Housing starts fell more than 5% in September from August to a 1.2 million-unit rate. Much of that decline was due to disruptions created by heavy rains and flooding in the South in the wake of Hurricane Florence. There was also a bit of weakness in the market in the Midwest. Other regional markets posted gains for the month.
Housing starts remains subdued overall with reports that builders are still overbuilding in the high-end market and underbuilding in the entry-level market. Everything from escalating land-use costs to tariffs on materials and a shortage of skilled workers is making it more difficult for builders to move downscale where demand has been strongest. Even in Dallas where business is booming, we have seen an uptick in inventories in the million-plus market.
Recent increases in prices and interest rates are a problem as they have begun to take a toll on first-time buyer demand. Affordability is fast becoming as much of an issue for buyers as a shortage of suitable inventories.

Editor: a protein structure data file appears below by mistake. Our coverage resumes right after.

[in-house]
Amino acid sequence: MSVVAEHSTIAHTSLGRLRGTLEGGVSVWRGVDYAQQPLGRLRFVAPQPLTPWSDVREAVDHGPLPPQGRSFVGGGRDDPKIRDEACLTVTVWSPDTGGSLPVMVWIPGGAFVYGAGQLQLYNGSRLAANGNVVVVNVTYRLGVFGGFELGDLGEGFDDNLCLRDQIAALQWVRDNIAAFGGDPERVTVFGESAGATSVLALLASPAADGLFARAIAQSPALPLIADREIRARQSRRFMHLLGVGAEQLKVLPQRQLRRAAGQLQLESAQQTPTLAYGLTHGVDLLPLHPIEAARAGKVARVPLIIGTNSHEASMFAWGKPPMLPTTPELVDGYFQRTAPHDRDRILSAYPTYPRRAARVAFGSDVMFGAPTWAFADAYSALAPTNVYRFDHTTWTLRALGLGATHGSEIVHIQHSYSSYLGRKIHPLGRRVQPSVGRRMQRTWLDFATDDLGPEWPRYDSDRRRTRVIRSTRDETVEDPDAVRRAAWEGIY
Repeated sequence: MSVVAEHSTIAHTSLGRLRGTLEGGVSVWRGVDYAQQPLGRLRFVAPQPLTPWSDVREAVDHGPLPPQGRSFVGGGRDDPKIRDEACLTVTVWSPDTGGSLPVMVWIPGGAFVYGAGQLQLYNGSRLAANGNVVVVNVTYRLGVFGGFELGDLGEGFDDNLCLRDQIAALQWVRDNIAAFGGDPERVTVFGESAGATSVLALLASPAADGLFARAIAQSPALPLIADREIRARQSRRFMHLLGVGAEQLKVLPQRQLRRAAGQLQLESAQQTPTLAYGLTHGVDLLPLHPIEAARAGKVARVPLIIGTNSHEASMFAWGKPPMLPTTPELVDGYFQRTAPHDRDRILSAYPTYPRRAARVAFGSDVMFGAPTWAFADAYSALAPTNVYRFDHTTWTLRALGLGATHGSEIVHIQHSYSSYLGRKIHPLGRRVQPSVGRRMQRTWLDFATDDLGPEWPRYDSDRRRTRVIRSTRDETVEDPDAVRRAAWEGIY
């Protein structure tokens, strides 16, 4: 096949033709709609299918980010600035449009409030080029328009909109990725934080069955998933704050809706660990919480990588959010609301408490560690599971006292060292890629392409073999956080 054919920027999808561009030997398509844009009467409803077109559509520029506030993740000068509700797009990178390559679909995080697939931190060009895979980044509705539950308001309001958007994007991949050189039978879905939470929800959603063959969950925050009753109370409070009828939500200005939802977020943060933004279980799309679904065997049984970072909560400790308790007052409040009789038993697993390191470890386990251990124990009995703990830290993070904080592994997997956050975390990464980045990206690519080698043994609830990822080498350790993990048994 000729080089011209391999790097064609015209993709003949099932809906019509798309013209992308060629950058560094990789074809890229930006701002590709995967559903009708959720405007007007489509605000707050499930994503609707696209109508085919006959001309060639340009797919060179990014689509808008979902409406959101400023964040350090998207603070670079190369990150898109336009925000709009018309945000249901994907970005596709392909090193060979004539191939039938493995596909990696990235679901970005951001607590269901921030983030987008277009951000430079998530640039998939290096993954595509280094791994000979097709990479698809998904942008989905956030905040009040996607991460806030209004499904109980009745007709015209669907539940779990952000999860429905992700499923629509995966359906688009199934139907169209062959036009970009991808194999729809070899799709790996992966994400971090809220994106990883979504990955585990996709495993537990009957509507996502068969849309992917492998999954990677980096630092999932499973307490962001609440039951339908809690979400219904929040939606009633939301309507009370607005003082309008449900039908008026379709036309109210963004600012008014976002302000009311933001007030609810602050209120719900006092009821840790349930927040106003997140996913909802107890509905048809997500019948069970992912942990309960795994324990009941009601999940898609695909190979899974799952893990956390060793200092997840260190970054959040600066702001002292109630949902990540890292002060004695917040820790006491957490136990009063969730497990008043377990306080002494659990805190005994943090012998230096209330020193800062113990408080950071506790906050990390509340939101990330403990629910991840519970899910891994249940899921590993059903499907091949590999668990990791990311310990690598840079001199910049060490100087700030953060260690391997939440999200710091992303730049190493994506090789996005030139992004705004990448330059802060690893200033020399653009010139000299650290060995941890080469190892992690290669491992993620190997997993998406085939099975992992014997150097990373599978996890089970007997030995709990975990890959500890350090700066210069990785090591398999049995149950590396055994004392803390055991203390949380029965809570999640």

We should see a bounce-back in starts later this year when rebuilding associated with Hurricane Michael, which was even more devastating, begins. The overall housing market looks like it is in the process of peaking as existing sales now trail year-ago levels. Applications for new mortgages have slipped. This is key because the housing market is usually the first to cross the peak of the expansion.
A drop in sales can occur up to 18 months prior to the onset of a recession but is nonetheless a signal that the expansion may be growing long in the tooth. We expect the expansion to continue well into summer 2019, which would make it the longest of the postwar era. Everything is relative; the expansion of the 1990s was much more robust with stronger wage gains.
The expansion continues but is starting to show signs of age. Housing has been the canary in the coal mine in previous recessions.
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